Be­tween his cre­ation as Duke of Ed­in­burgh in 1726 and his cre­ation as Prince of Wales, he bore the arms of the king­dom, dif­fer­en­ti­ated by a label ar­gent of three points, the cen­tre point bear­ing a cross gules. As Prince of Wales, the dif­fer­ence changed to sim­ply a label ar­gent of three points.Fred­er­ick never suc­ceeded his fa­ther as Trea­surer of the Holy Roman Em­pire and so the red es­cutcheon in the cen­tre of his Hanover quar­ter is empty.


    1. F. S. Ashley-Cooper, At the Sign of the Wicket: Cricket 1742–1751, CricketMagazine, 1900. 2. G. B. Buckley, Fresh Light on 18th Century Cricket, Cotterell, 1935. 3. Timothy J. McCann, Sussex Cricket in the Eighteenth Century, Sussex Record Society, 2004. 4. A. A. Thomson: Odd Men In: A Gallery of Cricket Eccentics(The Pavilion Library, 1985). 5. H. T. Waghorn, Cricket Scores, Notes, etc. (1730–1773), Blackwood, 1899. 6. H. T. Waghorn, The Dawn of Cricket, Electric Press, 1906. 7. Michael D...

    • Overview
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    • Prince of Wales?
    • Killed by a ball
    • Titles and styles
    • New file File:Frederick Lewis, Prince of Wales by Philip Mercier.jpg

    To fill out this checklist, please add the following code to the template call: | b1 = | b2 = | b3 = | b4 = | b5 = assessing the article against each criterion. Low This article has been rated as Low-importance on the project's importance scale. WikiProject London London portal This article is within the scope of WikiProjec

    I can't see any reason why this article should have been moved from "Frederick, Prince of Wales" - the most commonly used name. As with all other princes and princesses, his middle names can be mentioned in the text. I intend to move it back unless anyone has any objection. Deb 17:46 1 Jul 2003 I've always seen him referred to as Frederick Lewis. john 19:10 1 Jul 2003 I doubt that you've always seen him referred to as "Frederick Lewis". "Frederick Louis" is equally common, and just plain "Freder

    I don't understand the statement: Frederick Lewis, Prince of Wales was the only man of that name ever to hold the title Prince of Wales.

    There are lots of references to Frederick being killed by a cricket ball, and only slightly fewer that mention a tennis ball. But as our own article on tennis mentions, tennis is known to have been invented in the mid 1800s, 100 years or more after Frederick's death. So I've edited to reflect these facts. - dmmaus 10:47, 6 Apr 2005 Tennis is in Shakespere, Ever hear of the Tennis Court Oath in Paris, 1789? [[Paul, in Saudi 10:54, 6 Apr 2005 (UTC)]] Oh, yes. I see now the tennis article refers on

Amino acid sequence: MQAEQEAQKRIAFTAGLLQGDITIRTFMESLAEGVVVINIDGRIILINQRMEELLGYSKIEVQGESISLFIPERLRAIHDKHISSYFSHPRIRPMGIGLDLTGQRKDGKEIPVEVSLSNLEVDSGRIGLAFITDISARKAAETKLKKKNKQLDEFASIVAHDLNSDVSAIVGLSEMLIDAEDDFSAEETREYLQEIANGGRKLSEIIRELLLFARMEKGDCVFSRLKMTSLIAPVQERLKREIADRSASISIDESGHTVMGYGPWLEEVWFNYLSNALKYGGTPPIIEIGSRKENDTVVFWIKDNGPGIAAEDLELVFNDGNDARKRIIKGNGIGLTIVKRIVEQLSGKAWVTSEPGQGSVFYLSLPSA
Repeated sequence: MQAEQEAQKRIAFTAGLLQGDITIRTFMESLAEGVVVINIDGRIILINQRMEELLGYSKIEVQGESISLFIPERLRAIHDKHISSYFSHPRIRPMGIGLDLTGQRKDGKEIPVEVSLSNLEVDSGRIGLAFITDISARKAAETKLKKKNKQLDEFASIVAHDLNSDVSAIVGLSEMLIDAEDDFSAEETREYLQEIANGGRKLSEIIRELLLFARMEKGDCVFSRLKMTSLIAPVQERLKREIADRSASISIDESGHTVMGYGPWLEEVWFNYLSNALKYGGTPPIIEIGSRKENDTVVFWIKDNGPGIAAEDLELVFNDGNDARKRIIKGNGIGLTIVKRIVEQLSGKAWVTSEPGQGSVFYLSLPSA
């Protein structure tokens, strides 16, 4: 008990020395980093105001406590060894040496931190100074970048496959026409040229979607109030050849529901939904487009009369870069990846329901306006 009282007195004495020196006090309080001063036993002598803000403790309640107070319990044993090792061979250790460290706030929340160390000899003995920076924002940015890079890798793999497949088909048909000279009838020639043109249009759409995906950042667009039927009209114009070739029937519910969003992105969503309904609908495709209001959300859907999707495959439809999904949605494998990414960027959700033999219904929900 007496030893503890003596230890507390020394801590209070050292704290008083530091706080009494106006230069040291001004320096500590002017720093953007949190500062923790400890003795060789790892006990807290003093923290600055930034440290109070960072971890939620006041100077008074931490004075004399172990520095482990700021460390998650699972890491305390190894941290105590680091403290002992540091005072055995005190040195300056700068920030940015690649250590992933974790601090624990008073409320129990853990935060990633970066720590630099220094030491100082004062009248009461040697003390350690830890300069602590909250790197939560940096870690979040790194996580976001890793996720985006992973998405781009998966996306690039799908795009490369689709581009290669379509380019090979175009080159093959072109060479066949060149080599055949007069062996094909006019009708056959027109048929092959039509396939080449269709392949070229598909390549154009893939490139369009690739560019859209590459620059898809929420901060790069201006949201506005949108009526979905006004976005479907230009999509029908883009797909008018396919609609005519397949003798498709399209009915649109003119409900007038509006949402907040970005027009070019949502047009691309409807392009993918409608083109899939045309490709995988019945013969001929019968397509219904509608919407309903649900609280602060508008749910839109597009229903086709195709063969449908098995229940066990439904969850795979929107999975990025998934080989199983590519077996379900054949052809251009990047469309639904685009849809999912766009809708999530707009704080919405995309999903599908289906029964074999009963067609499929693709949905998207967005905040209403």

I've tagged the "titles and styles" section with an unreferencedsection template. What evidence is there that he was styled "Prince Frederick of Hanover" rather than "Duke Frederick of Brunswick-Lueneberg" in the period 1707-1714? And the article on Duke of Gloucester says he was styled by that title from 1718 until he was created Duke of Edinburgh. Opera hat 14:38, 7 August 2008

    Recently the file File:Frederick Lewis, Prince of Wales by Philip Mercier.jpg was uploaded and it appears to be relevant to this article and not currently used by it. If you're interested and think it would be a useful addition, please feel free to include it. Dcoetzee 06:57, 8 April 2009

    • Overview
    • Life
    • Titles, styles, honours and arms

    Prince Frederick William of Great Britain was a grandchild of King George II and the youngest brother of King George III.

    Frederick was born on 13 May 1750, at Leicester House, Westminster, London. His father was Frederick, Prince of Wales, eldest son of George II and Caroline of Ansbach. His mother was The Princess of Wales. He was christened on 17 June of the same year, at the same house, by the Bishop of Oxford, Thomas Secker. His godparents were his brother Prince George, his maternal uncle Prince Wilhelm of Saxe-Gotha-Altenburg and his sister Princess Augusta. The young prince died on 29 December 1765, at Leic

    Frederick was posthumously granted the arms of the kingdom differenced by a label argent of five points, the centre bearing a fleur-de-lys azure, the other points each bearing a rose gules.